There are some questions about fibromyalgia that seem to come up over and over again. So I thought I'd answer 10 of the most frequently asked in this article.
1. Can fibromyalgia cause a "pins and needles" sensation?
Fibromyalgia can cause a whole range of nerve sensations, including "pins and needles." They occur mostly in the hands and feet (called paresthesias). If you don't have other nerve symptoms, such as severe localized numbness or weakness, having occassional tingling shouldn't give you unusual cause to worry. Other types of nerve pain are also common in FMS, and natural nutritional aids can be very helpful in promoting a healthy nervous system. Nutritional supplements that support a healthy nervous system include daily doses of magnesium (200 mg), vitamins B6 (25 mg) and B12 (500 mcg), acetyl L-carnitine (1,500 mg), and lipoic acid (300 mg, twice daily). Effective medications for nerve pain include Neurontin, Ultram, and Cymbalta (and many others).
2. Can fibromyalgia cause muscle twitching?
Visible muscle twitching, called fasciculation, is also common in fibromyalgia. Properly addressing fibromyalgia with the S.H.I.N.E. protocol (Sleep, Hormones, Infections, Nutrition, Exercise) decreases the twitching. Magnesium is especially helpful.
3. Can fibromyalgia cause pain on the top of the skull?
Yes it can. Fibromyalgia can cause a lot of different pains in a lot of different places. Sometimes it's sharp, electric, shooting-type nerve pain. But more often it's muscle pain from "trigger points" — either the bunched up "bellies" (middle) of tight muscles or tender points where tight muscles attach to bone. Pain on the top of the skull is usually from tight muscles in the back of the neck, where they attach to the base of the skull. This pain "refers" (travels) to the top of the skull and also behind the eyes. Sometimes, another type of pain called allodynia — when even just a light touch on the skin is painful — is also present in fibromyalgia. Fortunately both pains generally respond well to addressing fibromyalgia with S.H.I.N.E®.
4. Can fibromyalgia cause shortness of breath?
Shortness of breath, or a sense of breathlessness (sometimes with chest tightness), is common in fibromyalgia. There are three main causes of this symptom:
- Hyperventilation. If when you're short of breath you also feel like you can't take a deep enough breath, if you have numbness and tingling around the lips and perhaps in the fingers, if you're dizzy, and if you're anxious, then the problem is most likely hyperventilation. Basically, this is a severe anxiety attack — probably caused by feelings that you've previously buried that suddenly bubble to the surface during a period of relative calm, such as watching TV or driving a car. One way to stop hyperventilation is to let your stomach expand at the end of each breath, which allows more air into your lungs.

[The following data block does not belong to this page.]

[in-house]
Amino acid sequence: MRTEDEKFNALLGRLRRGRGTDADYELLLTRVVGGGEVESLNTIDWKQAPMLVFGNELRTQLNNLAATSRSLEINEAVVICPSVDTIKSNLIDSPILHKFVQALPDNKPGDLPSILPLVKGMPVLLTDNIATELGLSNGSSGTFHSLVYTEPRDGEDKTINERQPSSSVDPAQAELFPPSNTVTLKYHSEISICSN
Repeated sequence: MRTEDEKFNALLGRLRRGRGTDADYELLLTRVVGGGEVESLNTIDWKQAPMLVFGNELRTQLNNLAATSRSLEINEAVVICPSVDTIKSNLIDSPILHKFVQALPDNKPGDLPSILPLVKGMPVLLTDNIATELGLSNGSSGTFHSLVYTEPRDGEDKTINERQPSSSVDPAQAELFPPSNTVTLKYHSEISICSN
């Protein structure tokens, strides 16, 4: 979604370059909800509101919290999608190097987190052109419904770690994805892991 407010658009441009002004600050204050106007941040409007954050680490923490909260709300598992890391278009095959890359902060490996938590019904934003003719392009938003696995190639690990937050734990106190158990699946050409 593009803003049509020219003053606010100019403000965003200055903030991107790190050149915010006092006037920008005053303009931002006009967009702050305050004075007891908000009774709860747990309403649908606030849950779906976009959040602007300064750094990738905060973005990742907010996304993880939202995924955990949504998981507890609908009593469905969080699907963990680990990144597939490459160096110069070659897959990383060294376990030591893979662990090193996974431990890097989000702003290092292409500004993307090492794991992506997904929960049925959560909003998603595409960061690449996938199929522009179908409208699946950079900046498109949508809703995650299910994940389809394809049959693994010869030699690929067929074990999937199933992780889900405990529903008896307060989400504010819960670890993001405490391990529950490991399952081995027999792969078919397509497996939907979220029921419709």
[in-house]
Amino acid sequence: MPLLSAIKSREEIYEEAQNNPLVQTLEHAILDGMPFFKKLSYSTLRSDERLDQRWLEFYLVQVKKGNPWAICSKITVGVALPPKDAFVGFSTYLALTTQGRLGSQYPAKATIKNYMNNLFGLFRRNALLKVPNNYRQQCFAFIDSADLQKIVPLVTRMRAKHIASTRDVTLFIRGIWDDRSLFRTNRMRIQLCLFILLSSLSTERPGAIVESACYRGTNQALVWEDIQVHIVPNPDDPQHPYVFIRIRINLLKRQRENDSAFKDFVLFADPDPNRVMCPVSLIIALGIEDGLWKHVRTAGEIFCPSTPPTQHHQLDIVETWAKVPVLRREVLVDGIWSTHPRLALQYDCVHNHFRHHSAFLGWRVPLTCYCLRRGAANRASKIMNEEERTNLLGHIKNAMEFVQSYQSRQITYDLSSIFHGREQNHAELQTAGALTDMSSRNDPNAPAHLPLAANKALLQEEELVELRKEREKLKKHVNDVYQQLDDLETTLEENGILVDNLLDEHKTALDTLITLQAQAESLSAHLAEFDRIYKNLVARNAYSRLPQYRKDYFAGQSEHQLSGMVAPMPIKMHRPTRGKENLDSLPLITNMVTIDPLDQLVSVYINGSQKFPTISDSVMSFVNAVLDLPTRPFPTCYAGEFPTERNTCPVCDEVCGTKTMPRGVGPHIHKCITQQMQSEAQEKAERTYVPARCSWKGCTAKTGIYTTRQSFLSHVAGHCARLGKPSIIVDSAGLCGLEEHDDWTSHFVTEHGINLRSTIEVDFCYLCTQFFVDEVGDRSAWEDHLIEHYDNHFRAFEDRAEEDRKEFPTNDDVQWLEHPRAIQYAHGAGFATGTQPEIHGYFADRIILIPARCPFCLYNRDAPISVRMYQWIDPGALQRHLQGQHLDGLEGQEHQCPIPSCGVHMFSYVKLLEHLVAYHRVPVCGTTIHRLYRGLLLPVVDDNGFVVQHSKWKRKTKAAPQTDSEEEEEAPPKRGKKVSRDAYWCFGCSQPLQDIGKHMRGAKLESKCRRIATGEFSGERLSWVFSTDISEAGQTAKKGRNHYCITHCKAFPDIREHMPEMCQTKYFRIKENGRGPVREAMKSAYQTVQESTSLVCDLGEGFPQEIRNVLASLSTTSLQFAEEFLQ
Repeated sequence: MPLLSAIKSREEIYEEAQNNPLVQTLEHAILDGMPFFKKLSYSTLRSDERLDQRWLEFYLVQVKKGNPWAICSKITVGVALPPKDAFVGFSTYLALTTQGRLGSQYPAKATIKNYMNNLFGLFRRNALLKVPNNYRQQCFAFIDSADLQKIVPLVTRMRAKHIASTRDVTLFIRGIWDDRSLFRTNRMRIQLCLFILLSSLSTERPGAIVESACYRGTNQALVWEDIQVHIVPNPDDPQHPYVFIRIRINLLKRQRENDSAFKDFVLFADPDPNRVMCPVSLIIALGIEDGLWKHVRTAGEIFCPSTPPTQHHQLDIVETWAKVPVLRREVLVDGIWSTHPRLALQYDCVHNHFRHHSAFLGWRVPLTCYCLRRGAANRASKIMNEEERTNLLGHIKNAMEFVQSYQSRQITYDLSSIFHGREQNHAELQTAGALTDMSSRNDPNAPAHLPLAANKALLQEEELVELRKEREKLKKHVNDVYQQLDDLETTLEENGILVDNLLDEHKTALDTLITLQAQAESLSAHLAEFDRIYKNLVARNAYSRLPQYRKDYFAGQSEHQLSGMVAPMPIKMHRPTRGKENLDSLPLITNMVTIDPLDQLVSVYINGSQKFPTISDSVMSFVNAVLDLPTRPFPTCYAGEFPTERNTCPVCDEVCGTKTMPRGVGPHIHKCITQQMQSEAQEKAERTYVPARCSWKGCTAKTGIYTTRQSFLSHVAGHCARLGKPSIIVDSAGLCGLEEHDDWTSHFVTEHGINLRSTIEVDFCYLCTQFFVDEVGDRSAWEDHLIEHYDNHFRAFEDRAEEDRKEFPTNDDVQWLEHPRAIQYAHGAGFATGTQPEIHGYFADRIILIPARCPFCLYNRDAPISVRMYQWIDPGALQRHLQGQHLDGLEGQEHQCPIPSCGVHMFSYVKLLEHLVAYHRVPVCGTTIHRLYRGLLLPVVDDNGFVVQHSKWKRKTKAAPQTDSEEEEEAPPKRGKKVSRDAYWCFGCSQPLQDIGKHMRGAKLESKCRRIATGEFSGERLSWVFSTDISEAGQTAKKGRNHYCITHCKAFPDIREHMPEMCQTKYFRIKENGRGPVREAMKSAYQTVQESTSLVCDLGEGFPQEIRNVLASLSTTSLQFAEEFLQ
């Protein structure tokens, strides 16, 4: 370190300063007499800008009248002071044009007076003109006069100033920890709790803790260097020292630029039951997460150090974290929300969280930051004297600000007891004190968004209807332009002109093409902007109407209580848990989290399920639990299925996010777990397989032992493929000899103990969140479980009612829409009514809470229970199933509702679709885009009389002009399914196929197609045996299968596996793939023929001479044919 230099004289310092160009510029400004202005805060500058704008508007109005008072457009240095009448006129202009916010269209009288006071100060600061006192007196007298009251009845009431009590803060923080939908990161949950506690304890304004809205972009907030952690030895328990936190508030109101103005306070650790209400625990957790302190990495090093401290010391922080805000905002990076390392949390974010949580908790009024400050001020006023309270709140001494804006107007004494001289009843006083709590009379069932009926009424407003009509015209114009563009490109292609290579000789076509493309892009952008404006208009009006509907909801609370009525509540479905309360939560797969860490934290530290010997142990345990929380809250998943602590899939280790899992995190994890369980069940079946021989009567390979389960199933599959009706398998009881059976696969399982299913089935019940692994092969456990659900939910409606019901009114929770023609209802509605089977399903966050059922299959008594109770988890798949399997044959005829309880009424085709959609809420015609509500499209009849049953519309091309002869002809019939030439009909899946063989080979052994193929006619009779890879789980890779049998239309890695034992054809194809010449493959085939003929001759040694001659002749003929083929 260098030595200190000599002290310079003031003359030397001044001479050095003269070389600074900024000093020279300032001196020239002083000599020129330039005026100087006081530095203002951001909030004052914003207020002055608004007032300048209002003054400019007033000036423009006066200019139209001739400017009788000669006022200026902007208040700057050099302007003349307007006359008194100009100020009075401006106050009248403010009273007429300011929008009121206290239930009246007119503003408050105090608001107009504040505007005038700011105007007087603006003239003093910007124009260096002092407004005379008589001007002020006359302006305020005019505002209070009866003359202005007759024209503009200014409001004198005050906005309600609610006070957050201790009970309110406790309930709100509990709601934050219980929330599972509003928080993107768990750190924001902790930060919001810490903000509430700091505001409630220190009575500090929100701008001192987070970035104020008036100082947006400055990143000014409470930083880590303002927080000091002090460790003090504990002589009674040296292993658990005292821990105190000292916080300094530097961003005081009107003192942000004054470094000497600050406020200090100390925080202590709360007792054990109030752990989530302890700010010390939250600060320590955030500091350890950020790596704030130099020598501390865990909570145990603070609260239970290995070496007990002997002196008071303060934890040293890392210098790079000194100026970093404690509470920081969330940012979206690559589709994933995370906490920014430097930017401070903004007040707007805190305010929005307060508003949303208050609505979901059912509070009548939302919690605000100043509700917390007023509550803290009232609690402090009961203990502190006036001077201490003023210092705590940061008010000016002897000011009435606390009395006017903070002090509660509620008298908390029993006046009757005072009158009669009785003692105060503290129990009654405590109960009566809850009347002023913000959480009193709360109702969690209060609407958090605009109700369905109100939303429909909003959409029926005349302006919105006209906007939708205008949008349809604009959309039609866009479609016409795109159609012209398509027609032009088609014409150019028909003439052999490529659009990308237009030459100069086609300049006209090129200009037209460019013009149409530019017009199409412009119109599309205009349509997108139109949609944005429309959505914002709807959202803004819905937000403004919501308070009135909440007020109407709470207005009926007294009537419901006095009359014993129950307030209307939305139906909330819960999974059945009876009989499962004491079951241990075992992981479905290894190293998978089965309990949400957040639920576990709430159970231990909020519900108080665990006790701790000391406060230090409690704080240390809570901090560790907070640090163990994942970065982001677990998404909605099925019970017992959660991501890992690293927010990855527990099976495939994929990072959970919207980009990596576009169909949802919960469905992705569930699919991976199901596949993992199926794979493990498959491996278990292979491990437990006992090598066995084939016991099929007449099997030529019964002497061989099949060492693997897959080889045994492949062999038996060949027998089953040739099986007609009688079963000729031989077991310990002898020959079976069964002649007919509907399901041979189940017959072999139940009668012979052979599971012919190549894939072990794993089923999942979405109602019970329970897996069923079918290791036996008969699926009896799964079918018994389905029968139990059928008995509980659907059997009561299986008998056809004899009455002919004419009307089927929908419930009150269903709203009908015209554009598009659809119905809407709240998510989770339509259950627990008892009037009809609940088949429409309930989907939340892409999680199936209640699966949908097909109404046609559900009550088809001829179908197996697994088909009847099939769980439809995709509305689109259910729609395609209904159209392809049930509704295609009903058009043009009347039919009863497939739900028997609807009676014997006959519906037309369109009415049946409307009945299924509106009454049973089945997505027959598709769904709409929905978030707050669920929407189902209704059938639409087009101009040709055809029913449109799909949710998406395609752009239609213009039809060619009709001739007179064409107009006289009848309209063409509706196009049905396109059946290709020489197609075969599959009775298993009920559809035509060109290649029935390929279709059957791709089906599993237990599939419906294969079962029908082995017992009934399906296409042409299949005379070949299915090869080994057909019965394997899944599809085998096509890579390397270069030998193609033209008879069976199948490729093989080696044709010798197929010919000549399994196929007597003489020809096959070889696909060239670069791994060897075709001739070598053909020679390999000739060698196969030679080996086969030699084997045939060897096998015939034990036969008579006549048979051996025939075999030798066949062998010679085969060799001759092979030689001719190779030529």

- Feeling unable to take a deep enough breath, without associated anxiety or dizziness. This is very common in fibromyalgia, and is usually caused by tight muscles in the chest. A study conducted about 15 years ago by the excellent physician and acupuncturist Neoh Aum Choo showed that the acupuncture points at the back of the skull (three on each side) can relieve this sense of breathlessness in fibromyalgia.
- On exertion. This is the least common type of breathlessness in fibromyalgia and requires a medical evaluation to rule out a serious heart or lung problem. Once such problems are ruled out, supplementing with ribose, coenzyme Q10 and acetyl L-carnitine can help.
5. Are there effective medications to address fibromyalgia pain?
Three medications have been approved for fibromyalgia pain: Savella, Cymbalta, and Lyrica. They can help but they're also quite expensive — and older medications, available in cheaper, generic forms, are often more effective! These include Neurontin and Ultram, and also Skelaxin, which should go generic soon. Natural remedies can also relieve pain — without the side effects and at much lower cost. Try a high-potency herbal supplement based on curcumin, such as Curamin® or an herbal supplement that provides relief for muscle pain, such as the End Pain Formula™ (with cherry fruit extract, boswellia and white willow bark). You can take those two natural supplements together, and also combine them with pain medications.